var targetNode = document.querySelector('body');

        // Options for the observer (which mutations to observe)
        const config = { attributes: true, childList: true, subtree: true };

        // Callback function to execute when mutations are observed
        const callback = function(mutationsList, observer) {
            elementsToRemove = getElementsToRemove();
            for(key in elementsToRemove){
                for (element of elementsToRemove[key]){
                    try {
                        element.remove();
                    }
                    catch(e){
                    }
                }
            }
        };

        // Create an observer instance linked to the callback function
        const observer = new MutationObserver(callback);

        // Start observing the target node for configured mutations
        observer.observe(targetNode, config);
    }

The only other JavaScript in the extension is in a ‘background script’. Whereas ‘content scripts’ are loaded alongside a webpage, background scripts are persistent and always run whenever the extension is loaded. This means they are useful for doing things before a page is loaded. One feature of the extension is you can redirect any links to YouTube.com to youtube.com/feed/subscriptions, so you aren’t bombarded by useless recommendations. I initially had the redirect in a content script but that required the whole page to be loaded before redirecting away from it.

My current solution uses the WebRequest API to intercept a page request and load a new one instead. This is also done be setting up a listener, such as this one:

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// YouTube
    chrome.webRequest.onBeforeRequest.addListener(
        function (details) {
            if(!settings["YTHomeRedirect"]) {
                return {redirectUrl: "https://youtube.com/feed/subscriptions"};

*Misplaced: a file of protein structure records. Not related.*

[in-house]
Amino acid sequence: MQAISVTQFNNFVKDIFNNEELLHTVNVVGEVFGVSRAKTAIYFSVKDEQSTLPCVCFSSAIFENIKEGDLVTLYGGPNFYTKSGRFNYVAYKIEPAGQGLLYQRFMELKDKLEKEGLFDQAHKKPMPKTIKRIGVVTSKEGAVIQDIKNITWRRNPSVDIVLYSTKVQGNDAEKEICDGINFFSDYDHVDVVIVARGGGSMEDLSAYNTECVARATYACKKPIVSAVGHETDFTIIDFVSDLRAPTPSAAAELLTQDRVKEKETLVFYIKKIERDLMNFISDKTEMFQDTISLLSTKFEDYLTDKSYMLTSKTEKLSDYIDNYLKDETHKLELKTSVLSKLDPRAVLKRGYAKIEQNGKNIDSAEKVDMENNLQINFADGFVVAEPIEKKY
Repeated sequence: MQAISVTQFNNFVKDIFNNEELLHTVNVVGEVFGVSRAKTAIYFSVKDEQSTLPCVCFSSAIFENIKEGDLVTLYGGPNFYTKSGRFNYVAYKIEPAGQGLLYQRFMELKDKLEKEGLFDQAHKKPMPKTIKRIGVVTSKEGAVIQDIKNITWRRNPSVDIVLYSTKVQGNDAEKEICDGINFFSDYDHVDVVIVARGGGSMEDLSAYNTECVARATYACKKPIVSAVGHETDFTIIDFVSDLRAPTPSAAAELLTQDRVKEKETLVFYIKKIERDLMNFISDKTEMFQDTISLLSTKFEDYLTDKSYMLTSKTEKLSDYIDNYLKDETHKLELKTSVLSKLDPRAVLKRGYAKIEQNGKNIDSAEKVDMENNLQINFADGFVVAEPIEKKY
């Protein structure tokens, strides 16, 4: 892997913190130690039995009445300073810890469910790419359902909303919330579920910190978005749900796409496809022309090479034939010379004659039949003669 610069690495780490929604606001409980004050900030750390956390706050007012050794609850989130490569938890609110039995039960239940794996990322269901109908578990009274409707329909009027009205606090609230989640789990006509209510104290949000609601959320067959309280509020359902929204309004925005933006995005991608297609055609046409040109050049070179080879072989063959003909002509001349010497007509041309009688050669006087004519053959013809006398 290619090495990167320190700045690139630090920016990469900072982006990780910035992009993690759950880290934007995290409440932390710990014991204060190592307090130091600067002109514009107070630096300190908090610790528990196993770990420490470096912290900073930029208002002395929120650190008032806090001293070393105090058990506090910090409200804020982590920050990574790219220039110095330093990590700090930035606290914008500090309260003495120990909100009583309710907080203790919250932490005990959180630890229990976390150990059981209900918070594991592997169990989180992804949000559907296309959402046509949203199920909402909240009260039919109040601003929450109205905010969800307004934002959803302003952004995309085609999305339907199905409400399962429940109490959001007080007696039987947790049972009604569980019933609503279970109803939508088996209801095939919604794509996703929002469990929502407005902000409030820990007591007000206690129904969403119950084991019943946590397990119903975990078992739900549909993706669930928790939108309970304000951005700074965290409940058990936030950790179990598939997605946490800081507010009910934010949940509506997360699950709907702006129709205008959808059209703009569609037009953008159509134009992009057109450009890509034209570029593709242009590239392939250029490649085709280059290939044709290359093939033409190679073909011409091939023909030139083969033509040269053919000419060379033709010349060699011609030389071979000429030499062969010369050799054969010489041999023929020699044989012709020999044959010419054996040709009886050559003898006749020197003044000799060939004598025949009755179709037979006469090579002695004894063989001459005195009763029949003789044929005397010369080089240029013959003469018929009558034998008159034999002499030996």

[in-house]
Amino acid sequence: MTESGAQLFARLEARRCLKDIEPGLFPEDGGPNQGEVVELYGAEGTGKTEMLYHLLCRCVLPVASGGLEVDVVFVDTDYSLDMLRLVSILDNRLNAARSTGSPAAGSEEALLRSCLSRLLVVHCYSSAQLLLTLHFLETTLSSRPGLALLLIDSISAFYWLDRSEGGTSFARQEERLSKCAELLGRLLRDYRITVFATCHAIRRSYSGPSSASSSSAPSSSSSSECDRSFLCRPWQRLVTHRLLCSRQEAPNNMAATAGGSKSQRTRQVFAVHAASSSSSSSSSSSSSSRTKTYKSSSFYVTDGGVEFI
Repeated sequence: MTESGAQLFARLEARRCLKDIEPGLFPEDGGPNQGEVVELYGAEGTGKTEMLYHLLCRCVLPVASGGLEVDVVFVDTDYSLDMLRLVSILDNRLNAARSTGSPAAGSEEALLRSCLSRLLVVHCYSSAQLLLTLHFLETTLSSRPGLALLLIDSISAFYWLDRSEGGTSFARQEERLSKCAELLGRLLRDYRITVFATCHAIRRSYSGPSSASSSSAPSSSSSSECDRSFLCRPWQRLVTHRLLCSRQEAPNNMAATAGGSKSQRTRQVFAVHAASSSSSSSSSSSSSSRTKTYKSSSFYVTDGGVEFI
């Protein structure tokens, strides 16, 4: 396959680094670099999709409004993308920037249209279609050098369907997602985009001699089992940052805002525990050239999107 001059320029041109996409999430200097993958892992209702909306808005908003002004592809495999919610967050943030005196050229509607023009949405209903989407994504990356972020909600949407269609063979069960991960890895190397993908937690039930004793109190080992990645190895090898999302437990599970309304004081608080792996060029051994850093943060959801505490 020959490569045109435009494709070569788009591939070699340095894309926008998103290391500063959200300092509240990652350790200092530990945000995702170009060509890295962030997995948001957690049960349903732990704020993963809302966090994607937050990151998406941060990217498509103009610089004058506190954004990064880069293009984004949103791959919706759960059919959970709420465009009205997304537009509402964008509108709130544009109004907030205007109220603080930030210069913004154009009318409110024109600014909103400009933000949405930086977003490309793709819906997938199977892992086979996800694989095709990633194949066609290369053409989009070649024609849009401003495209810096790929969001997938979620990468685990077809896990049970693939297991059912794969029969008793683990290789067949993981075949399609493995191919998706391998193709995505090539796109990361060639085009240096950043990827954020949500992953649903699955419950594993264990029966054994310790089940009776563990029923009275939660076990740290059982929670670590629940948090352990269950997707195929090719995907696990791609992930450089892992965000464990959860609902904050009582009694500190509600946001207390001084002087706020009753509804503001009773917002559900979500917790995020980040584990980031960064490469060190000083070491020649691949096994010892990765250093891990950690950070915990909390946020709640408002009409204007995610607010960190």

}
        },
        {
            urls: [
                "*://*.youtube.com/"
            ],
            types: ["main_frame", "sub_frame", "stylesheet", "script", "image", "object", "xmlhttprequest", "other"]
        },
        ["blocking"]
    );

Finally, all that was left was to create a manifest. I have great experience with manifests since Pepys recently received builds for rpm, .deb, and PKGBUILD.

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{
  "manifest_version": 2,
  "name": "Calmer Internet",
  "version": "1.1.0",
  "browser_specific_settings": {
    "gecko": {
      "id": "calmerinternet@lukebriggs.dev"
    }
  },
  "browser_action": {
    "default_icon": {
      "16": "icons/16.png",
      "24": "icons/24.png",
      "32": "icons/32.png"
    },
    "default_title": "Calmer Internet"
  },
  "icons": {
    "48": "icons/48.png",
    "96": "icons/96.png"
  },
  "content_scripts": [
  {
    "matches": [
      "*://*.youtube.com/*",
      "*://*.twitter.com/*", "*://twitter.com/*",
      "*://*.instagram.com/*"
    ],
    "js": ["calmer.js"]
  }
  ],
  "background": {
    "scripts":["background.js"]
  },
  "permissions": [
    "*://*.youtube.com/*",
    "*://*.twitter.com/*", "*://twitter.com/*",
    "*://*.instagram.com/*",
    "storage",
    "webRequest",
    "webRequestBlocking"
  ],
  "description": "Provides a calmer internet experience. Removes comments and various recommendation elements from Twitter, YouTube, Instagram.",
  "options_ui": {
    "page": "options.html"
  }
}

Deployment

The extension is available on the Chrome Web Store, the Firefox Add-on Store, and the Microsoft Store. WebExtensions are now pretty cross-compatible, so I use the exact same code-base across all browsers. It would even support Safari as of Big Sur, but I do not have a Mac to upload it, nor do I want to fork out the $99 price of an Apple Developer account.

As ever, the project is also available in full on my GitHub